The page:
An illustration showing how to fill out the "Voter Declaration" envelope if you completed your ballot on your own.

    If someone completed your ballot for you:
    1. Sign the right side of the envelope in the rectangle marked with an X and labeled “Voter.”
    2. The person who assisted you should write the date when your ballot was completed. They should also enter their address and signature on the horizontal lines above the labels “Date” and “Witness.”

    An illustration showing how to fill out the "Voter Declaration" envelope if someone completed your ballot for you.

    7
    Turn in your mail-in ballot.
    By mail

    You can turn in your ballot by mail. The postage is prepaid. The United States Postal Service recommends that you mail your ballot at least seven days before the current deadline of November 3 to ensure it arrives on time.

    In person

    Most voters must return their own ballots. However, if you have a physical disability, you may choose someone to return your ballot for you.

    Returning your own ballot

    You can drop off your ballot at one of the following locations:

    • The Philadelphia County Board of Elections
    • A satellite election office
    • An election day drop-off office
    • A drop-off box

    Exact drop-off locations are still being determined. If you have questions about where to return your ballot, contact the Philadelphia County Board of Elections at (215) 686-3469.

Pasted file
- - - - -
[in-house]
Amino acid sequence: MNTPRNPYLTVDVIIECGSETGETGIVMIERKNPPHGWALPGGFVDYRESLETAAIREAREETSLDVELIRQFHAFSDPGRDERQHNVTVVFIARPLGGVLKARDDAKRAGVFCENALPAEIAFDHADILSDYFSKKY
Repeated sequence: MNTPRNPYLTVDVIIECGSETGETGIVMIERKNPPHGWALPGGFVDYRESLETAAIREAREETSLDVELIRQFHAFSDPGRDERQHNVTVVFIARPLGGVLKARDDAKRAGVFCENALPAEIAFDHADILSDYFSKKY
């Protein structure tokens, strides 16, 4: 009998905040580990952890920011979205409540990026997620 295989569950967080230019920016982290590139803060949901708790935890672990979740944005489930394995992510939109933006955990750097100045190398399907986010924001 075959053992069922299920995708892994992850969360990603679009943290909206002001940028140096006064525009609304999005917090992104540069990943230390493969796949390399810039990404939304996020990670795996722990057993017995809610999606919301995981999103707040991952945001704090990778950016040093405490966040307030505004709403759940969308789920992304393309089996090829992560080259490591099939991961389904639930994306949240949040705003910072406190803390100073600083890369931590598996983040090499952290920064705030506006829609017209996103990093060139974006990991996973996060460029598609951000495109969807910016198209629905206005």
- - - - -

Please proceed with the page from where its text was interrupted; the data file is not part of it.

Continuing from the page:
Designating someone to return your ballot

    If you’re physically unable to return your own ballot, you may choose another person (or “designated agent”) to drop it off. To do so, you must complete a designation and certification of agent form (PDF).

    Your designated agent must return this form and your sealed ballot to the Philadelphia County Board of Elections. If you have questions about choosing someone to return your ballot, contact the board at (215) 686-3469.

    Current voting deadline

    Your mail-in ballot must be returned by mail or in-person at an official drop-off location no later than 8 p.m. on November 3, 2020. If your ballot is not received by this date and time, your vote will not be counted.

    If you can’t turn in your mail-in ballot by the deadline, you can vote at your polling place on election day. To do this, you should bring your mail-in ballot and “Voter Declaration” envelope to the polling place so they can be voided by the Judge of Elections.  If you can’t return your mail-in ballot and “Voter Declaration” envelope, you can still vote by provisional ballot.

    The current deadline and procedures could change. To confirm, contact the Philadelphia County Board of Elections at (215) 686-3469.

    8
    Check the status of your mail-in ballot.

    Once you submit your mail-in ballot, you can check its status by going to pavoterservices.pa.gov. You can also call the Pennsylvania Department of State at 1 (877) 868-3772.

    If you provided an email address when you applied for your mail-in ballot, you should receive an email when your completed mail-in ballot is received.

Download the mail-in ballot guide

An illustrated, printer-friendly version of this guide is available in multiple languages.